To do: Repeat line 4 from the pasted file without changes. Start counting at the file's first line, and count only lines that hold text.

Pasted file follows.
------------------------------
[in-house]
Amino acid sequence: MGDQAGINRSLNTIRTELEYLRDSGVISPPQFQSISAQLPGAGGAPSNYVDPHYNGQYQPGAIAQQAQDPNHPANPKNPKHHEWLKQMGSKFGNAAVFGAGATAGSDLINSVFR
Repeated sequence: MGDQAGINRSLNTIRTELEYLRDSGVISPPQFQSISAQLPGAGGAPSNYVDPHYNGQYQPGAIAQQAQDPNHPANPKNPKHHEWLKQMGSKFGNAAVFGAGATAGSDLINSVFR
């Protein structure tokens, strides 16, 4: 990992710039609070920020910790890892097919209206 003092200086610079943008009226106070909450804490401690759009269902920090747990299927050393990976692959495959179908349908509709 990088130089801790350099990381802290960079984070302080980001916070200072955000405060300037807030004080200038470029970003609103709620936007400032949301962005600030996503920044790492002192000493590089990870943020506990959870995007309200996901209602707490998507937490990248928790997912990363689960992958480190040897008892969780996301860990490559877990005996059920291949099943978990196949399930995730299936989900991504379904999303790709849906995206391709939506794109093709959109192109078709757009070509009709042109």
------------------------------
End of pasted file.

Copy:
């Protein structure tokens, strides 16, 4: 990992710039609070920020910790890892097919209206 003092200086610079943008009226106070909450804490401690759009269902920090747990299927050393990976692959495959179908349908509709 990088130089801790350099990381802290960079984070302080980001916070200072955000405060300037807030004080200038470029970003609103709620936007400032949301962005600030996503920044790492002192000493590089990870943020506990959870995007309200996901209602707490998507937490990248928790997912990363689960992958480190040897008892969780996301860990490559877990005996059920291949099943978990196949399930995730299936989900991504379904999303790709849906995206391709939506794109093709959109192109078709757009070509009709042109």